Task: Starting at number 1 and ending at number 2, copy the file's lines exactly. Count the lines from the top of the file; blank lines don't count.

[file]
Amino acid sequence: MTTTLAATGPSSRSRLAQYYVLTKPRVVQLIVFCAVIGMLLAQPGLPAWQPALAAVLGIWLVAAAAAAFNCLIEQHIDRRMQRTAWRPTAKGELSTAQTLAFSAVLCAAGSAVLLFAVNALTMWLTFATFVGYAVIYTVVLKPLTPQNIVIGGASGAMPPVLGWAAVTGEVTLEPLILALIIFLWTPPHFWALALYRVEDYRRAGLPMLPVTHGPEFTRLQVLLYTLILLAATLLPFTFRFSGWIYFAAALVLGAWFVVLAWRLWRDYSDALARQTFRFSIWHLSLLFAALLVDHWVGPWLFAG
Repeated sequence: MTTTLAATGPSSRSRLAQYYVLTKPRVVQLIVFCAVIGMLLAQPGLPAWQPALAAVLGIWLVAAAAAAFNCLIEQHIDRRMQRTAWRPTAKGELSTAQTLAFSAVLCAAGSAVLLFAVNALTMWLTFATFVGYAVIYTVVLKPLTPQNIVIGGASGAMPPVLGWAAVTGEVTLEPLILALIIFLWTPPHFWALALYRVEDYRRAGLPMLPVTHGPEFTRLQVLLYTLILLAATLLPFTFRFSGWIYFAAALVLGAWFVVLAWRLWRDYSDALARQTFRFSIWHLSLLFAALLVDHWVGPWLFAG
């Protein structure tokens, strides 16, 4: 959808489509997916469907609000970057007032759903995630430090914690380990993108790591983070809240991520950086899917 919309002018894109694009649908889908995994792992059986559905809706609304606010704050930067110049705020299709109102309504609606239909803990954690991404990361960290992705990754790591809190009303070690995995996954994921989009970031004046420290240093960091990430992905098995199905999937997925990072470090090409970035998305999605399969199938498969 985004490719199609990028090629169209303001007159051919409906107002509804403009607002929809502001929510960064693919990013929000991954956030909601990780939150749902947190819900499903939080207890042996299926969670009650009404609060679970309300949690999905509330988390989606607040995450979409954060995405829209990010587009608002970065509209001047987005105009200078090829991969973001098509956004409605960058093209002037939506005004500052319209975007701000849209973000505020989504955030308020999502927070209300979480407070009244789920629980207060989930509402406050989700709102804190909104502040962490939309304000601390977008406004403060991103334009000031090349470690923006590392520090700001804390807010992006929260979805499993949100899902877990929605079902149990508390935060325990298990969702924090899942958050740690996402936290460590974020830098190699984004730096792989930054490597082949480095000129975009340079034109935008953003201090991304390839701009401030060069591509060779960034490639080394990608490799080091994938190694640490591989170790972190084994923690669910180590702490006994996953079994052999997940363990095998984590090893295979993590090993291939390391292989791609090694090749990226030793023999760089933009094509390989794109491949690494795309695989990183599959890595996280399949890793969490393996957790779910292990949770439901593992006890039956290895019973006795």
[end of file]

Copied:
Amino acid sequence: MTTTLAATGPSSRSRLAQYYVLTKPRVVQLIVFCAVIGMLLAQPGLPAWQPALAAVLGIWLVAAAAAAFNCLIEQHIDRRMQRTAWRPTAKGELSTAQTLAFSAVLCAAGSAVLLFAVNALTMWLTFATFVGYAVIYTVVLKPLTPQNIVIGGASGAMPPVLGWAAVTGEVTLEPLILALIIFLWTPPHFWALALYRVEDYRRAGLPMLPVTHGPEFTRLQVLLYTLILLAATLLPFTFRFSGWIYFAAALVLGAWFVVLAWRLWRDYSDALARQTFRFSIWHLSLLFAALLVDHWVGPWLFAG
Repeated sequence: MTTTLAATGPSSRSRLAQYYVLTKPRVVQLIVFCAVIGMLLAQPGLPAWQPALAAVLGIWLVAAAAAAFNCLIEQHIDRRMQRTAWRPTAKGELSTAQTLAFSAVLCAAGSAVLLFAVNALTMWLTFATFVGYAVIYTVVLKPLTPQNIVIGGASGAMPPVLGWAAVTGEVTLEPLILALIIFLWTPPHFWALALYRVEDYRRAGLPMLPVTHGPEFTRLQVLLYTLILLAATLLPFTFRFSGWIYFAAALVLGAWFVVLAWRLWRDYSDALARQTFRFSIWHLSLLFAALLVDHWVGPWLFAG